Atherosclerosis occurs when a fatty material known as plaque accumulates along the walls of the blood vessels and eventually blocks them. The condition usually affects medium and large arteries but the symptoms depend on the extent of the blockage and the arteries involved. Conditions such as diabetes, high blood pressure, obesity, alcohol and smoking increase the risk of atherosclerosis. Your doctor may prescribe medications and surgery to treat the condition along with a healthy diet and exercise. Certain natural foods and supplements may also help prevent atherosclerosis.
Lecithin is a phospholipid, a type of fat containing phosphorus and nitrogen. It is found in almost all living cells and can be obtained from foods such as steak, peanuts, beefy liver, eggs, cauliflower and oranges. Lecithin supplements are also available as capsules, tablets and powder, and your doctor may recommend them to treat a variety of conditions including neurological problems, liver problems and hypercholesterolemia. University of Pittsburgh Medical Center recommends 500 to 900 mg of lecithin supplements, three times a day to lower cholesterol levels in the blood, which may in turn prevent plaque formation. The dose may vary based on your age and overall health and the condition being treated; your doctor will determine the one that is right for you.
The Lecithin-Atherosclerosis Connection
Lecithin is a powerful emulsifier that helps dissolve fat particles and control triglyceride and cholesterol levels in the blood, according to Dr. Linda Page, author of the book "Linda Page's Healthy Healing." Lecithin also reduces the levels of bad cholesterol and enhances the levels of good cholesterol in the blood, Page says. The website Drugs.com also reports that lecithin promotes the metabolism of cholesterol in the digestive tract and thereby helps control or prevent atherosclerosis. Nutritional Consultant Phyllis A. Balch reaffirms in the book "Prescription for Herbal Healing" that lecithin can reduce blood-cholesterol levels by attracting cholesterol and transporting it to liver where it is broken down.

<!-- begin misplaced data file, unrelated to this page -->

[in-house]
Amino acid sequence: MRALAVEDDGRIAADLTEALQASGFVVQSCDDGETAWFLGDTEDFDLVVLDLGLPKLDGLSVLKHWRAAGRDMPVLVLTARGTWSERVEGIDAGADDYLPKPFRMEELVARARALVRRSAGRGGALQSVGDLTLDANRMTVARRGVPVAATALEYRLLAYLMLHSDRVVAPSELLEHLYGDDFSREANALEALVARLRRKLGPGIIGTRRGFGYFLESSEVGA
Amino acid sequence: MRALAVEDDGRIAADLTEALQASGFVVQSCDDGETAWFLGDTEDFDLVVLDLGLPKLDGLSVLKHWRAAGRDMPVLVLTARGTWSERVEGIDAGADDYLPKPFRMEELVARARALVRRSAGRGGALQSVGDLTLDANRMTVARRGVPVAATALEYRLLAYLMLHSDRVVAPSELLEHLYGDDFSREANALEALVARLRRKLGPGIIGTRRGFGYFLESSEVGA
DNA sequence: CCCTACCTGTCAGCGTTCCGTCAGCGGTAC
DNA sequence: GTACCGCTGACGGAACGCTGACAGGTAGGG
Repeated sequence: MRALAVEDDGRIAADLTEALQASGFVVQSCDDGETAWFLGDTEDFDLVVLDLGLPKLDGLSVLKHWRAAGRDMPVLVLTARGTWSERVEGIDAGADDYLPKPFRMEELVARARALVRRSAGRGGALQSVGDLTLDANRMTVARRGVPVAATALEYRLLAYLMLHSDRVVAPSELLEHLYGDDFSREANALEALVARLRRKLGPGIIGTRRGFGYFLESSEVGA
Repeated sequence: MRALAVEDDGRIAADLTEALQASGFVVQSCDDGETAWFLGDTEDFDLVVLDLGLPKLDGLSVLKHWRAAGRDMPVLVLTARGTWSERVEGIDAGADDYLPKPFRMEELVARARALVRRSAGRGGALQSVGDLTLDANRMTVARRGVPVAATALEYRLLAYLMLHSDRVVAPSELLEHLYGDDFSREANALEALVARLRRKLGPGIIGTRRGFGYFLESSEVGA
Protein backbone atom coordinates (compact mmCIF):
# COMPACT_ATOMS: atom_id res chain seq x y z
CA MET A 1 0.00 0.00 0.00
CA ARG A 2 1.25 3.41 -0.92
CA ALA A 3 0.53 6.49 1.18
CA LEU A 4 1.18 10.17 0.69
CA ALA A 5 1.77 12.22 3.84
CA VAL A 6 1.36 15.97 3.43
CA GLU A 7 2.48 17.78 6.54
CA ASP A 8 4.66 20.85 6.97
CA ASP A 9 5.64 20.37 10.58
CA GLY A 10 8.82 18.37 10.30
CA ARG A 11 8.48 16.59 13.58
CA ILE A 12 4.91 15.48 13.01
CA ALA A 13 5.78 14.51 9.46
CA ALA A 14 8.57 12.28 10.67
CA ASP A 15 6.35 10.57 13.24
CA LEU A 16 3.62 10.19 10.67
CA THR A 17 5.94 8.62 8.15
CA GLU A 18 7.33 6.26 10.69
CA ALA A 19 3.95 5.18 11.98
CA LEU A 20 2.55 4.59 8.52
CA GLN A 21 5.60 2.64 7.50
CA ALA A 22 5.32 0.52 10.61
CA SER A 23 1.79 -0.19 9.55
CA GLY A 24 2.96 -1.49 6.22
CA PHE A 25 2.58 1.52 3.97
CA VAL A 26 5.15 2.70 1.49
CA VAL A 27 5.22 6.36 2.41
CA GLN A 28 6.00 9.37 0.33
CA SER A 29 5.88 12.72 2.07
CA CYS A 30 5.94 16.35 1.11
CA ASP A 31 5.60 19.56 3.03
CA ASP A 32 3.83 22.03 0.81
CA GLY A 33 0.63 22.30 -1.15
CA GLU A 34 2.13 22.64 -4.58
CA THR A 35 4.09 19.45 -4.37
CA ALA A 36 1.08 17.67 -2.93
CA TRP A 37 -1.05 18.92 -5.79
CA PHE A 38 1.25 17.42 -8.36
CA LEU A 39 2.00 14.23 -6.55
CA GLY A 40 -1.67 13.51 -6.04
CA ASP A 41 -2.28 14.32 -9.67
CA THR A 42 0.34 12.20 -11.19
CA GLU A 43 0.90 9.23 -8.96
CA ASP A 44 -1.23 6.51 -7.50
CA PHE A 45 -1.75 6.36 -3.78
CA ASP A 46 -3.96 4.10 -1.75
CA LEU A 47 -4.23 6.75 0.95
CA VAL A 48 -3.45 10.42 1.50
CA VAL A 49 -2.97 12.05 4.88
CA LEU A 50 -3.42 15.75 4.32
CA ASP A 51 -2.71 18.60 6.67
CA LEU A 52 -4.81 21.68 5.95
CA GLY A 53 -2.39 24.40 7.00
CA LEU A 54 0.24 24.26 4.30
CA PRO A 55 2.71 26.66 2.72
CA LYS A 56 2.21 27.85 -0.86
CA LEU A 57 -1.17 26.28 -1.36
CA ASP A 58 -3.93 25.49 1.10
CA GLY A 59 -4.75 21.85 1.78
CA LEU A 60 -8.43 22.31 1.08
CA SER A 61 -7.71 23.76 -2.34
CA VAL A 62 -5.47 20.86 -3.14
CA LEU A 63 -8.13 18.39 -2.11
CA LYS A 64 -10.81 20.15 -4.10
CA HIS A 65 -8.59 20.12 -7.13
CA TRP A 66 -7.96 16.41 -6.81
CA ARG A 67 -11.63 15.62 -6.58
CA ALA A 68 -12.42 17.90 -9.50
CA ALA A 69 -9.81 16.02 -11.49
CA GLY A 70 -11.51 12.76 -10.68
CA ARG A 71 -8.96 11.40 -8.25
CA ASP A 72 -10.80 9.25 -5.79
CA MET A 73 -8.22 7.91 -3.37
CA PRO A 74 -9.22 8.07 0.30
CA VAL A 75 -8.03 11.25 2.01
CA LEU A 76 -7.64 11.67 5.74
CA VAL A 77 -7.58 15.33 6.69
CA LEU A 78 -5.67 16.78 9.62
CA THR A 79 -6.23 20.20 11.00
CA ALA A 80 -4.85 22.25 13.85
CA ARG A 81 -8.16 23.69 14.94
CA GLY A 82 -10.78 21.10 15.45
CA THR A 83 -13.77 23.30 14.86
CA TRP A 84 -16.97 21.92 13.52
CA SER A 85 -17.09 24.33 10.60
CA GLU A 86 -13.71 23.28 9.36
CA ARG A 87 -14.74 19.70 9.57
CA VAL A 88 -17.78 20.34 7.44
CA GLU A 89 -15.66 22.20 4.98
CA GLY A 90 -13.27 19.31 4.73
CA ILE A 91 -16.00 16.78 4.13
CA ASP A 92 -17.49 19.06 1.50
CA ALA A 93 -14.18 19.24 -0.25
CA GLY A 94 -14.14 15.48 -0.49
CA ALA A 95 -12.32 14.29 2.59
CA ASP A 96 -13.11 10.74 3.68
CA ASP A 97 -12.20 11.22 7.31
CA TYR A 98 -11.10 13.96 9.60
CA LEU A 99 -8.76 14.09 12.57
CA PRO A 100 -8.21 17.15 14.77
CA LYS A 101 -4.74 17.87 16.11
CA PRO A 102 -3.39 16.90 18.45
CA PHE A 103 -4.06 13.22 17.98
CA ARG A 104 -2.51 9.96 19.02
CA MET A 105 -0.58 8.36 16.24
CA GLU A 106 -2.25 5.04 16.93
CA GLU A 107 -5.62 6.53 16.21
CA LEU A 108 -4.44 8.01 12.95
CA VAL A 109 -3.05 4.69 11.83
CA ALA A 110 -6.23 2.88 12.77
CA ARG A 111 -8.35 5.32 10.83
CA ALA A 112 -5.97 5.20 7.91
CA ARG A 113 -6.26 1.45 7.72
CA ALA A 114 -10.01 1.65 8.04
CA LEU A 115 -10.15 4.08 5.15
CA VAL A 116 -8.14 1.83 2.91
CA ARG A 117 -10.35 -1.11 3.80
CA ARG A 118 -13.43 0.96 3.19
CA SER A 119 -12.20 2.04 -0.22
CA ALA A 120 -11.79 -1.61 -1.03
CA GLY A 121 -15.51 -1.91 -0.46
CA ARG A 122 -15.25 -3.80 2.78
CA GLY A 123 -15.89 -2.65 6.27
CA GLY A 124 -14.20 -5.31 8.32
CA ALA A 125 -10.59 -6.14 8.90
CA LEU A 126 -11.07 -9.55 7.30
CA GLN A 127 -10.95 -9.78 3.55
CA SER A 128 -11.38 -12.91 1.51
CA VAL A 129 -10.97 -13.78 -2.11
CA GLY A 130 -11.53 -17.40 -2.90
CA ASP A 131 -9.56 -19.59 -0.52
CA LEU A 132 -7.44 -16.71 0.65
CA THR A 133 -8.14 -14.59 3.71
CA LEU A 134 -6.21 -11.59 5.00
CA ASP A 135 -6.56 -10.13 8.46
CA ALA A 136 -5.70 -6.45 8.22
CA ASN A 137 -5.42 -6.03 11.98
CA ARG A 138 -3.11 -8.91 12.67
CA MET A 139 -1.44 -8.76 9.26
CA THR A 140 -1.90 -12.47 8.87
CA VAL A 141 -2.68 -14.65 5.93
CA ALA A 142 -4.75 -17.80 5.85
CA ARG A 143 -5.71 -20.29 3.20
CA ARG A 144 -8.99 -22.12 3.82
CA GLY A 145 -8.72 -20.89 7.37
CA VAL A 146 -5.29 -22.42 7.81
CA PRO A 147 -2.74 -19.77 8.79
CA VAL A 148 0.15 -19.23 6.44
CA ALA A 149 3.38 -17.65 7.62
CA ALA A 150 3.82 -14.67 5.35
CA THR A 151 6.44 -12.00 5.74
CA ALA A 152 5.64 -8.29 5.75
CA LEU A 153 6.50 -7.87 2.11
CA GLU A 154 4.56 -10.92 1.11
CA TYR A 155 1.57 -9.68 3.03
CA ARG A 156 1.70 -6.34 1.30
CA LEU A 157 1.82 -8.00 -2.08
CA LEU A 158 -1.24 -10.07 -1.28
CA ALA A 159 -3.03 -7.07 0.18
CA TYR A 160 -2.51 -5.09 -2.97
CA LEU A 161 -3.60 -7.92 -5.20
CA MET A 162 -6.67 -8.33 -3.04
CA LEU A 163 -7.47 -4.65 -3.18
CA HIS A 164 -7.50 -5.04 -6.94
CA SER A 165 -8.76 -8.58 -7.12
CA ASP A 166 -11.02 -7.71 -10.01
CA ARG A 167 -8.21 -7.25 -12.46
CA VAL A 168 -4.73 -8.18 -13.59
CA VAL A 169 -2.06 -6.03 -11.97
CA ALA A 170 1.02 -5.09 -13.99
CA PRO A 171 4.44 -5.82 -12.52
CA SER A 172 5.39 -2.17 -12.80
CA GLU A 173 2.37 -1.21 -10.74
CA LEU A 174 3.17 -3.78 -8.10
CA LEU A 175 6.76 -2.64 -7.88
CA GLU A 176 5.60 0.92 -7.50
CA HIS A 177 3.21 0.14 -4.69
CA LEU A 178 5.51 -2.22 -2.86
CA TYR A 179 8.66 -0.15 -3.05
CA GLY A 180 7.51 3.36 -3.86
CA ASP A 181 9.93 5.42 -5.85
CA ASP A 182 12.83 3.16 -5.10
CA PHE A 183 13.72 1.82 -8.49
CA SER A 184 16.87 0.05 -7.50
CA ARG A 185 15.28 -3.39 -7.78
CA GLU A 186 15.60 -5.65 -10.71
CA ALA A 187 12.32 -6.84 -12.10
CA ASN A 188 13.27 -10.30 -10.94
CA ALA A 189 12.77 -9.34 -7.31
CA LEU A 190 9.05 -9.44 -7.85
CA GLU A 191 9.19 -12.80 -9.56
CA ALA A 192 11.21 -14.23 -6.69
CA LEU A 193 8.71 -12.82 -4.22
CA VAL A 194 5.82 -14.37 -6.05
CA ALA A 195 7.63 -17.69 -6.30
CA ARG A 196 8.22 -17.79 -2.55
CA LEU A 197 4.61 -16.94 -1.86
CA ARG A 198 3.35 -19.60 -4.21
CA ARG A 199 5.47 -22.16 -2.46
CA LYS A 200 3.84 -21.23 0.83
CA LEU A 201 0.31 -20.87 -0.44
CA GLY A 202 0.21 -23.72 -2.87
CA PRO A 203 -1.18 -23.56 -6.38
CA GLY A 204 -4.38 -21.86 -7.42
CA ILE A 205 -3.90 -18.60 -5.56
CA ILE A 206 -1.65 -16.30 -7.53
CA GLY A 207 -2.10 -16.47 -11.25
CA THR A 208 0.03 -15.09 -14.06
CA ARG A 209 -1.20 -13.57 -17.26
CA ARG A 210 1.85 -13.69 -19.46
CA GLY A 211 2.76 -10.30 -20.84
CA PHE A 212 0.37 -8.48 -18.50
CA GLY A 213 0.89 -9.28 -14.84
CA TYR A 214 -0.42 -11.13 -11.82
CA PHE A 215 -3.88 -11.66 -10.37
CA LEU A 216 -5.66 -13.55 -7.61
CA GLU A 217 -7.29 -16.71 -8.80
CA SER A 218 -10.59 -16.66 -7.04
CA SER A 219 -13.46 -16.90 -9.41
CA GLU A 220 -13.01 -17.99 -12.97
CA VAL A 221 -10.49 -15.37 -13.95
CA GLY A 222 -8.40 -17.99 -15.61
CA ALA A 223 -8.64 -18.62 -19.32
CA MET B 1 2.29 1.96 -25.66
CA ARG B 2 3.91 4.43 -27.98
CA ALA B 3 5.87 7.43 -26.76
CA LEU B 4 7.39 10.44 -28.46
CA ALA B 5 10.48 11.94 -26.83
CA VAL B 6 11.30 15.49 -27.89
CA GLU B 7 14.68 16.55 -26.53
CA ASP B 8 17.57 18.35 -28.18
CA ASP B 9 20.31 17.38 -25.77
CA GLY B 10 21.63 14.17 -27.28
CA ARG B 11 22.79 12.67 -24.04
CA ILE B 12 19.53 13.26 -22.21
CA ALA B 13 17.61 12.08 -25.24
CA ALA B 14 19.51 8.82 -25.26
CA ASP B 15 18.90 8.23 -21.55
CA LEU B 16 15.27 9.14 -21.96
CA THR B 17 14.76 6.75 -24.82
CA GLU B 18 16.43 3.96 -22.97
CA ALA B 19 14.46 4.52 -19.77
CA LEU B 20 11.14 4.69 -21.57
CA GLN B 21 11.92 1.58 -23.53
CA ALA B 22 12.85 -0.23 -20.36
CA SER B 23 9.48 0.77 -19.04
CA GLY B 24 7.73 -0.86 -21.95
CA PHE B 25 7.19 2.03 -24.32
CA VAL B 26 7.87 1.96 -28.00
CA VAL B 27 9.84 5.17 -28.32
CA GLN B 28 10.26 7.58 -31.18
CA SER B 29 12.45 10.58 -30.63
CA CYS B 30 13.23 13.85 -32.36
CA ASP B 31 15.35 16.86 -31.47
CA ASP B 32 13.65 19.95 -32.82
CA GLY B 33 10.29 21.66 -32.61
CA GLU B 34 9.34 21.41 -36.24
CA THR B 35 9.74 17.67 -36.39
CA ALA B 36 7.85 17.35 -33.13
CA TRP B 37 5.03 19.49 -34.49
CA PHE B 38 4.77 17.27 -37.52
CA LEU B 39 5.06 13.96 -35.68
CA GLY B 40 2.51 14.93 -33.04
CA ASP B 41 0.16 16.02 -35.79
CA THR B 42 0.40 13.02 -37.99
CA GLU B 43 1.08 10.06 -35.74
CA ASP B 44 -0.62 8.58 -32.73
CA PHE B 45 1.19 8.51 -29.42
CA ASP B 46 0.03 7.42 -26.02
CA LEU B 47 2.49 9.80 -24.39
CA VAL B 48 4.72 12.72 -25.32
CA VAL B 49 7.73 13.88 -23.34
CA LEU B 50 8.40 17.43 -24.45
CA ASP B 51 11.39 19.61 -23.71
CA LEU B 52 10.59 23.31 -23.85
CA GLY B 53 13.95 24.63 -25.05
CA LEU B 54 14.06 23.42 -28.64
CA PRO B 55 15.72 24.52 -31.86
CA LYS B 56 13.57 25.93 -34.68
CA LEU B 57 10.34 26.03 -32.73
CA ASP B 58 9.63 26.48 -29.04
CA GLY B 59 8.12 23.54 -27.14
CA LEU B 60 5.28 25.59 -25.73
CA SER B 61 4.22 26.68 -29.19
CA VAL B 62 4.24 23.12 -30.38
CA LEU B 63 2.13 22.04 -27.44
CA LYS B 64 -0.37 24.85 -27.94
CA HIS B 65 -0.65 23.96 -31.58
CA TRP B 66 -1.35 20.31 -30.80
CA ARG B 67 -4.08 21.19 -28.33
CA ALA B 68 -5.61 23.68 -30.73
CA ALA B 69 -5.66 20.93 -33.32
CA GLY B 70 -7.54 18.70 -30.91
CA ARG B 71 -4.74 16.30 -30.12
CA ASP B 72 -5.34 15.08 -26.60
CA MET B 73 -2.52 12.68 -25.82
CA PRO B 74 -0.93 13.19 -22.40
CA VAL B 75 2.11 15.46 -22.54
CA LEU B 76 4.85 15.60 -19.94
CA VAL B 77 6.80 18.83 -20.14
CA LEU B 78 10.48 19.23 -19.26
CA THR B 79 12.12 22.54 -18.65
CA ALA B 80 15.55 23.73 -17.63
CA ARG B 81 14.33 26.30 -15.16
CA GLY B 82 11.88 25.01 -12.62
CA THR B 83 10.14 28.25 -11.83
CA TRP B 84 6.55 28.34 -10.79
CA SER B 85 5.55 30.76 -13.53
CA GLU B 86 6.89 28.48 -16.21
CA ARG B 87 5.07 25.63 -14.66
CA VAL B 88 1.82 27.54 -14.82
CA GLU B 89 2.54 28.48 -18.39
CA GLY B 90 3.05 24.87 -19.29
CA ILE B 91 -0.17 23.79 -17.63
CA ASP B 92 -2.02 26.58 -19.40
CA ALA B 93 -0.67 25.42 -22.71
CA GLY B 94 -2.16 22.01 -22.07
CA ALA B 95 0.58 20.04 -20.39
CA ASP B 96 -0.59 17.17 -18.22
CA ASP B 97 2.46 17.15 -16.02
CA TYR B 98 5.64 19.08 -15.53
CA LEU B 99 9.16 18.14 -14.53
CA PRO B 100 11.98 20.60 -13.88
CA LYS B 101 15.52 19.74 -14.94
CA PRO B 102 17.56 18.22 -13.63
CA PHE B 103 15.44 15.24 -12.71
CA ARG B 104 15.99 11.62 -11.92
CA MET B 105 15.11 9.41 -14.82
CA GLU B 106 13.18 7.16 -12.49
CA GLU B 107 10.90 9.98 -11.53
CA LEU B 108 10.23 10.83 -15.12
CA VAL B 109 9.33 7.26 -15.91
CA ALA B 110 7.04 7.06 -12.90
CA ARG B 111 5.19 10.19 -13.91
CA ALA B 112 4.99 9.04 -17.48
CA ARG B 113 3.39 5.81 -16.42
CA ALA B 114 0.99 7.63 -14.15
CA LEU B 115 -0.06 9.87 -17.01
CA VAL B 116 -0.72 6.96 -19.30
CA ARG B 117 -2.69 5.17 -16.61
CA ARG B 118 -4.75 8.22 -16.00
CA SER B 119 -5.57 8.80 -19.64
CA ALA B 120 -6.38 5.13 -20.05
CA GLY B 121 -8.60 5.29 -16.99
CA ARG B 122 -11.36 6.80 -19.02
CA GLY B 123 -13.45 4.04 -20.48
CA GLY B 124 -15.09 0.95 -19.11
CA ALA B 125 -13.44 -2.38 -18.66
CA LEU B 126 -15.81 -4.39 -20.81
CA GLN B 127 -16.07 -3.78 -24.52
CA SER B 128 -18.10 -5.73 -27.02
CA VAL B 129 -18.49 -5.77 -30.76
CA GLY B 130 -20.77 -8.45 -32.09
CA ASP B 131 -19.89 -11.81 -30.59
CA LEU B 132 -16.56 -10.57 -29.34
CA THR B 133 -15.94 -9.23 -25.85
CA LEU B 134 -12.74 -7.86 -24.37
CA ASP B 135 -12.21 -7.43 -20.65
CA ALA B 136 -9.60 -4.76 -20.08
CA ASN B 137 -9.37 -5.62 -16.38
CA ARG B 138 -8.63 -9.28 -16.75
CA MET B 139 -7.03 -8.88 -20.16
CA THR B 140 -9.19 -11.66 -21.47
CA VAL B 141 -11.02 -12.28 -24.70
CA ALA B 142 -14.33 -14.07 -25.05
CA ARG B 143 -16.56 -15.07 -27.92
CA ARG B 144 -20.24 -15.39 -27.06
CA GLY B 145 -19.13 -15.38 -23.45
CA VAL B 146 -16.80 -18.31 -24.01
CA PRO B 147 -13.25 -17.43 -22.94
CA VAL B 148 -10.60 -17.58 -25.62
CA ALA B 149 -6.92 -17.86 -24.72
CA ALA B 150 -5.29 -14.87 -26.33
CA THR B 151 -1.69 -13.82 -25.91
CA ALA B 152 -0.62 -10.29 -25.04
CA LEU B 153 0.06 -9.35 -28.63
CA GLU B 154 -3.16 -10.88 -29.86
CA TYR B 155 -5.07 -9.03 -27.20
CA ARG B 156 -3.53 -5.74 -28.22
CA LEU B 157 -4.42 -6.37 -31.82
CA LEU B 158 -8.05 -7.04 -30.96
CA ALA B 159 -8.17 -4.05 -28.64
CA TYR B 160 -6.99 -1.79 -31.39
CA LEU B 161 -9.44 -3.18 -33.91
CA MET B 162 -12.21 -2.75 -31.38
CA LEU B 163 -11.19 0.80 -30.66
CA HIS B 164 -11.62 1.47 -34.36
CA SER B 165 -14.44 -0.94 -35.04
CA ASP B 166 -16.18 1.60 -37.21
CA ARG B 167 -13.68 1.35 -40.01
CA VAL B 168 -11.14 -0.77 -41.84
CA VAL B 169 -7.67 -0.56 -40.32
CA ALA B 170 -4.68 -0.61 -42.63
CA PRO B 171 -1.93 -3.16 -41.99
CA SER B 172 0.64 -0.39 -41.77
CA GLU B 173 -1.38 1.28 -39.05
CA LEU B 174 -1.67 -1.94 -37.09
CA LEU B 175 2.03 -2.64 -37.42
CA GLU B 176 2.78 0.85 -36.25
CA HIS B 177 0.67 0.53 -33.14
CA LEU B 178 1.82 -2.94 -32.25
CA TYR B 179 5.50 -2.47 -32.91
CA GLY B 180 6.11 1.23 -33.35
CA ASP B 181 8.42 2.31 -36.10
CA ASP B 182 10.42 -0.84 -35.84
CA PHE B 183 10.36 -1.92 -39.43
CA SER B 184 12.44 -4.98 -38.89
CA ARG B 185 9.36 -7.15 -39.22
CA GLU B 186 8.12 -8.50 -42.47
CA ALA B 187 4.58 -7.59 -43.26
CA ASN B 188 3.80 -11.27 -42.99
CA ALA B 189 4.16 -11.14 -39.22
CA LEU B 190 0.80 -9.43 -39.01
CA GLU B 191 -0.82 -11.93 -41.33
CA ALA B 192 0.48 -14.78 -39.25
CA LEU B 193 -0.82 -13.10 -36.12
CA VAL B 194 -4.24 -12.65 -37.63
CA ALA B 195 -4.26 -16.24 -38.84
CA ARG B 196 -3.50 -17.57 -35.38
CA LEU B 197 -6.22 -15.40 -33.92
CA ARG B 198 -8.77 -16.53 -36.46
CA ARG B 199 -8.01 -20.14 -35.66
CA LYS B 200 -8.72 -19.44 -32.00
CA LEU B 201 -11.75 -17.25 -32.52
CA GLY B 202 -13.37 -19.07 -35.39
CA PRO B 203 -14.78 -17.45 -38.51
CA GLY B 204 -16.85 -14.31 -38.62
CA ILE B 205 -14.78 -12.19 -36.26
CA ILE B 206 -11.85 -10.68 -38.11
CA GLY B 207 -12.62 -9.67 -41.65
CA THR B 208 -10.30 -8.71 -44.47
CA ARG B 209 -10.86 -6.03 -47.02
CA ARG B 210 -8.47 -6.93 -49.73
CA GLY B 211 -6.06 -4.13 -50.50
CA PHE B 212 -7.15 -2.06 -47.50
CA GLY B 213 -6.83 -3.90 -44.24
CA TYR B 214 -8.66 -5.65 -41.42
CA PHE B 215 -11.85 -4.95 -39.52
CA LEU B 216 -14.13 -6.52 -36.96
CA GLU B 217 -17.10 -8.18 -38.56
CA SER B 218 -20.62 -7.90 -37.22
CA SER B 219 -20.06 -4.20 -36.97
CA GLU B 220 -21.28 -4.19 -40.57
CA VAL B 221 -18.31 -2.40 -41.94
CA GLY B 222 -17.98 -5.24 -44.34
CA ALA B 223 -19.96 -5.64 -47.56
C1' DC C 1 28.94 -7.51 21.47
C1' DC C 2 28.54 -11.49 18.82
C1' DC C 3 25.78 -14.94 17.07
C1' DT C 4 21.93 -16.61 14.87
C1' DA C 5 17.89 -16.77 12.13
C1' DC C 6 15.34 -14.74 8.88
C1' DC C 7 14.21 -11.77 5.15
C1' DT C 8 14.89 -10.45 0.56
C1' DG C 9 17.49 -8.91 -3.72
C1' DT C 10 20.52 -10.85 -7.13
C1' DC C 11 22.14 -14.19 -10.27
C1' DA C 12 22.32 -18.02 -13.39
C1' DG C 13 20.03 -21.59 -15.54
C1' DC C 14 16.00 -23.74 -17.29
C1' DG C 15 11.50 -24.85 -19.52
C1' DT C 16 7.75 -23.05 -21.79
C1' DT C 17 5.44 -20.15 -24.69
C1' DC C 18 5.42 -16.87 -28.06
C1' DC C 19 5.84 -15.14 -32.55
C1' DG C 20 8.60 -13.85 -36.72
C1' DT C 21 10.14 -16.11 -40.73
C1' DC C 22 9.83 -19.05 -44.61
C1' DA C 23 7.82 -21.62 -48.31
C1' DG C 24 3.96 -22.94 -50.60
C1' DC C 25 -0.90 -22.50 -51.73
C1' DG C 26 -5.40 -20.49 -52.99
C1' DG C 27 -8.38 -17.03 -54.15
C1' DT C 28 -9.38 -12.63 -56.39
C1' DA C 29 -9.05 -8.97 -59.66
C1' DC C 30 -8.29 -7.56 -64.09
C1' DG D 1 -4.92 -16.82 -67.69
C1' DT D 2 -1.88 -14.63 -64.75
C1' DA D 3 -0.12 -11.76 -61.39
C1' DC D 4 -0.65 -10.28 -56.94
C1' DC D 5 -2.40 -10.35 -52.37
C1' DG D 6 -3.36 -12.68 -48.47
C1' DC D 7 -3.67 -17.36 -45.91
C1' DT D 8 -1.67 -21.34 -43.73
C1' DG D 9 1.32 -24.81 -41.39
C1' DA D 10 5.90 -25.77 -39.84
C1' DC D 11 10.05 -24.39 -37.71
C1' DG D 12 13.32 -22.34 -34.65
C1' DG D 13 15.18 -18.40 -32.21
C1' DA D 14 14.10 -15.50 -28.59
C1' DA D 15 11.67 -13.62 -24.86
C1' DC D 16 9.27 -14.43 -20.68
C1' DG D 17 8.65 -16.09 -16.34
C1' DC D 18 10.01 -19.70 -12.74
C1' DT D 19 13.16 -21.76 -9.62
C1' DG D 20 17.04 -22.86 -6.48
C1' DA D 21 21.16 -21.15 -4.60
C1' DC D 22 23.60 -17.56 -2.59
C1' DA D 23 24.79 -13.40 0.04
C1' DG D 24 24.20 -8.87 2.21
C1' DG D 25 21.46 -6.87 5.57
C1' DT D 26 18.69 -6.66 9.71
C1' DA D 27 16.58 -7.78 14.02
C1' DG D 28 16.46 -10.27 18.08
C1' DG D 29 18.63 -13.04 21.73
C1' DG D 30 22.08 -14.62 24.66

Lecithin supplements are generally safe to use, although gastrointestinal disturbances such as nausea, vomiting, anorexia and increased salivation may sometimes occur. There are very few scientific studies with regards to toxicology, drug interactions and contraindications of lecithin. The safety and efficacy in pregnant and lactating women has not been studied.
Although lecithin supplements are readily available without prescription, it is best to talk to a doctor before using them to treat atherosclerosis. Inform your doctor about any pre-existing conditions or other medications you might be taking. Also, the FDA does not regulate some lecithin supplements. Your pharmacist may help find a product that is right for you.